The following website supplies good points on the subject (particularly the last paragraph): Pigeons and disease

Ok, back to what to do when you come across an injured, ill or orphaned pigeon.

First, after you have correctly assessed that the pigeon is indeed in need of rescuing (a broken wing or foot is pretty easy to recognise, however, read the following about Recognising a sick pigeon and Rescuing a baby pigeon), you need to safely capture it and place it in a box, cat carrier or other secure container (make sure there are air holes!). Put an old towel, cloth or tissue paper in the box so that the pigeon can grip onto something and to also keep it warm.

After you have the pigeon in a secure box and put it in a warm, safe place (not outside!), contact your local animal rescue centre or wildlife hospital and ask if they can help. Unfortunately, some places do not treat pigeons (since they may consider them as pests) so you need to find a pigeon friendly rescue centre. The best place to find your local rescue centre is to search for it on the internet or look in a phone book. Your local vet or pet shop may also know of an animal rescue centre in the area.

You can take the rescued pigeon to a veterinary surgery, however, many will simply euthanise the bird unless you are willing to pay for its treatment and care. Ask before handing the pigeon over. Some veterinary surgeries will transfer the pigeon to a wildlife rescue centre.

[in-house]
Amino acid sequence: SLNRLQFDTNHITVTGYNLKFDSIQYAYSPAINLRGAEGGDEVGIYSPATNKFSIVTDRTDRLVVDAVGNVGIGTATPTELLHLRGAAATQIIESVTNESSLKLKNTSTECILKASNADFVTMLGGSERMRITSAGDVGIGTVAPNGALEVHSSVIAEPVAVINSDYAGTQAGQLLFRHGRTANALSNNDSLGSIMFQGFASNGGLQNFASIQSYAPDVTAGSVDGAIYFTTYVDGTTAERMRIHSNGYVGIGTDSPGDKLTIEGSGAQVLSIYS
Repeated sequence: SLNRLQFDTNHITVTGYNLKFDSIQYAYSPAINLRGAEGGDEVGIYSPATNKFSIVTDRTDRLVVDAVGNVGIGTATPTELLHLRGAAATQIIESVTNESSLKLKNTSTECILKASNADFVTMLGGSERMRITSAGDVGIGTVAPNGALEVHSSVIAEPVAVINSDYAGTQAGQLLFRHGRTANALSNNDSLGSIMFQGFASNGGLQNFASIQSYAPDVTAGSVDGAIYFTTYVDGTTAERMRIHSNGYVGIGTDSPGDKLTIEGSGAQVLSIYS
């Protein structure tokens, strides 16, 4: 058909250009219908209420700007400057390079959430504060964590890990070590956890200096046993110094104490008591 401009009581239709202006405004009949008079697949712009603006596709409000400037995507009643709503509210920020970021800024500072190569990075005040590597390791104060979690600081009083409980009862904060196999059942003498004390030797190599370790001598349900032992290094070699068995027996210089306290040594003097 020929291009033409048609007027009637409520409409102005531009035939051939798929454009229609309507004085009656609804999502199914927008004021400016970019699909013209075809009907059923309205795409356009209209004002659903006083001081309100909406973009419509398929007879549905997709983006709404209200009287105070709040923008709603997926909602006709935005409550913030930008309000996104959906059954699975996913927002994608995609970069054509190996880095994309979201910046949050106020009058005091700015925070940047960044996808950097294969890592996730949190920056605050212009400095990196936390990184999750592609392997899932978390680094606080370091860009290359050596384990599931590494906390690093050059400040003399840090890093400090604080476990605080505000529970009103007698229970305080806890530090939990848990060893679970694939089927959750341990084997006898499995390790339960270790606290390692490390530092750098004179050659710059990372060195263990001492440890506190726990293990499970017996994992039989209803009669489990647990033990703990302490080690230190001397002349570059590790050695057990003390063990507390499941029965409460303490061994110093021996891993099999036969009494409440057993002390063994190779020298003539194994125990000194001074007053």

Please read the information on these websites as they contain good instructions on pigeon rescue and first aid: Pigeon and Dove Rescue, Pigeon Aid UK and Pigeon Recovery.

The following link contains a list of wildlife hospitals, sanctuaries and veterinary surgeries around the world that are pigeon friendly: Matilda’s List

This website lists pigeon friendly places in the United Kingdom: Pigeon Friendly Rescue Centres in the UK

The main thing is to not panic. Find someone who can give you advice and help you and the pigeon. Hopefully you’ll feel good about rescuing a pigeon in need. :)

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Editors note: Due to various commitments I am unable to check messages and comments frequently, so if you have an injured or orphaned pigeon please search the internet for your nearest pigeon friendly rescue centre or vets that can give you advice and help (some helpful links are already on this post).

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Feral pigeon caught in netting. Photo courtesy of Dave Risley.

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Baby feral pigeon – few days old

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2 baby feral pigeons – few weeks old